Ghajini - Aamir Khan is as flawless as an actor gets. People may argue that Shahrukh is an extremely over-rated actor and a rather monotonous one at that (I agree) or that Amitabh Bachchan is all about the voice (I disgaree), but there has hardly ever been vivid criticism of the first big Khan on the block: Aamir, and understandably so. He is not only a commercially bankable star but a critically acclaimed actor too. He was honoured by the Oscars for his debut venture with Lagaan, as a producer, and in the capacity of a director for the classic, Taare Zameen Par while it continues to go places. It is quite natural then, for people to want to talk about Ghajini. The verdict of cinegoers has been "outstanding". It has been declared the biggest hit of an otherwise sombre 2008 for the Mumbai film industry. However, and unfortunately, the script seems to have its weaknesses. For one, it is predictable most of the time; for another, the climax of the movie converts the protagonist, Sanjay (Aamir) with an extremely overtoned body, into a superhero; machismo is a given by now. The accuracy and speed with which he alone fights bouncers hurling themselves at him is fun to watch - as he continues to walk, floating punches, left, right and centre - but hard to believe...till he reaches the man he's out go get all along: Ghajini. This, the man who requires protection by tens of ghundas eventually gives our superhero a fight for his life. Typical.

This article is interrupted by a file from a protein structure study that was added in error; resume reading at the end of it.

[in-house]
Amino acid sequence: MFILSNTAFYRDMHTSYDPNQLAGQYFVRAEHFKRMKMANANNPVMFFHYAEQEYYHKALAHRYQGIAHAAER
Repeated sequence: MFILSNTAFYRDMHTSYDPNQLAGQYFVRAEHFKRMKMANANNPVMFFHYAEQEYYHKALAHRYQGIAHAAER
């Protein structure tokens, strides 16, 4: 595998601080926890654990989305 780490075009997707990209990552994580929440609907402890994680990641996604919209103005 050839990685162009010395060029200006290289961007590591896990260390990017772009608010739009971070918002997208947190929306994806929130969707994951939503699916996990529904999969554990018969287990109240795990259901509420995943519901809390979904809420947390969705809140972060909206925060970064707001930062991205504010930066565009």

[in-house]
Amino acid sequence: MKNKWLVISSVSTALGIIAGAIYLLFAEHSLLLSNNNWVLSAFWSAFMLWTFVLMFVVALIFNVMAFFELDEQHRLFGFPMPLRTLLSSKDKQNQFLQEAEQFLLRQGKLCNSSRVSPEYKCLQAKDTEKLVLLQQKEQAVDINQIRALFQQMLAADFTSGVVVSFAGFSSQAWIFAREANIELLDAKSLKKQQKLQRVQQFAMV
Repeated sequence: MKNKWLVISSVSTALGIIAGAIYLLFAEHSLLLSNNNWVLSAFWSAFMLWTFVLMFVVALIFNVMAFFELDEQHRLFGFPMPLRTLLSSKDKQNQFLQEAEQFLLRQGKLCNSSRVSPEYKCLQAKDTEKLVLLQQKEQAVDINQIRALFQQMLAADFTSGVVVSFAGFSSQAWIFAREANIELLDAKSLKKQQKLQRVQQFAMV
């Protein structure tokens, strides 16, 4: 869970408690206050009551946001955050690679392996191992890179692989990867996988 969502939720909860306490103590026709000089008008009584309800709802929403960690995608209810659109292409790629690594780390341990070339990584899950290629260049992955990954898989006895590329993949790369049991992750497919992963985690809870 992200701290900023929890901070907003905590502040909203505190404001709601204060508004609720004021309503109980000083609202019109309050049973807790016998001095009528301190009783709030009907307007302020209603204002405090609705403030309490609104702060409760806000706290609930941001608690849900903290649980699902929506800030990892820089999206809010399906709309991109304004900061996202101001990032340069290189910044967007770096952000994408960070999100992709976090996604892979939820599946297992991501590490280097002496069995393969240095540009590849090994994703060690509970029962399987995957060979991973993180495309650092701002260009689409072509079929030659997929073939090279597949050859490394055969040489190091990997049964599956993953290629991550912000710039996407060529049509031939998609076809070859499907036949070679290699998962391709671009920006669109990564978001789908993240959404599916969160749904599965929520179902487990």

The Great Debaters - Denzel Washington probably is to Hollywood what Aamir is to Bollywood. So quality is to be expected. The movie is based on a true story of a black professor in 1935, urging his negro students to discover their worth, and prove their mettle through the world of debating. They're even pretty good at convincing you to resort to civil disobedience, so you need to watch this movie for a very powerful experience. The team goes on to argue for equal rights for blacks, coming up with astounding debates, white college after white college, to the point that Harvard recognises the power of the suppressed and invites Tolson's (Washington) cadres over for a final match. From the civil war (where blacks were burnt alive by mobs of white chauvinists) to the times of Obama...
Slumdog Millionaire - Talking of mobs, Slumdog Millionaire raises the issue of Hindu right-wing mobs attacking the Mumbai slums, oscillating a similar response - one of an uprise - from the victims albeit the story of one Jamal Malik. Read Id's and Haq's blogs. The movie just won a Golden Globe, as did A. R. Rahman for his music for the movie. The maestro has given great music for SM, but his genius is so much more evident in scores given in the past, so two words, "Well Deserved!"
Revolutionary Road - Talking of the Golden Globes, this movies too was a candidate for the best motion picture award. The best one won, however. But Revolutionary Road is a very off-beat, unconventional kind of a movie, and admittedly, takes time to grow on you. I had written it off in the first 20 minutes, but I'm glad I hung on. Don't watch it for its commercial value, because its got none! It brings together, Leo and Kate (who won the Golden Globe for Best Actress), for the first time after their eternal encounter in James Cameron's Titanic. Quite obviously, a second epic romance is not to be expected!
Taken - A very good entertainer on any given night. Liam Neeson keeps you on the edge of the seat for the entire 90-odd minutes of the movie. A spy. An abducted daughter. And the French connection! I must resort to some cliched appreciation: There is never a dull moment.
The Accidental Husband - If you've enjoyed movies - and continue to urge for light-hearted flicks - like One Fine Day, Only You, My Best Friend's Wedding et al, then this one won't disappoint. Machos would do better to steer clear!
Copyright (c) 2008 Saadia Malik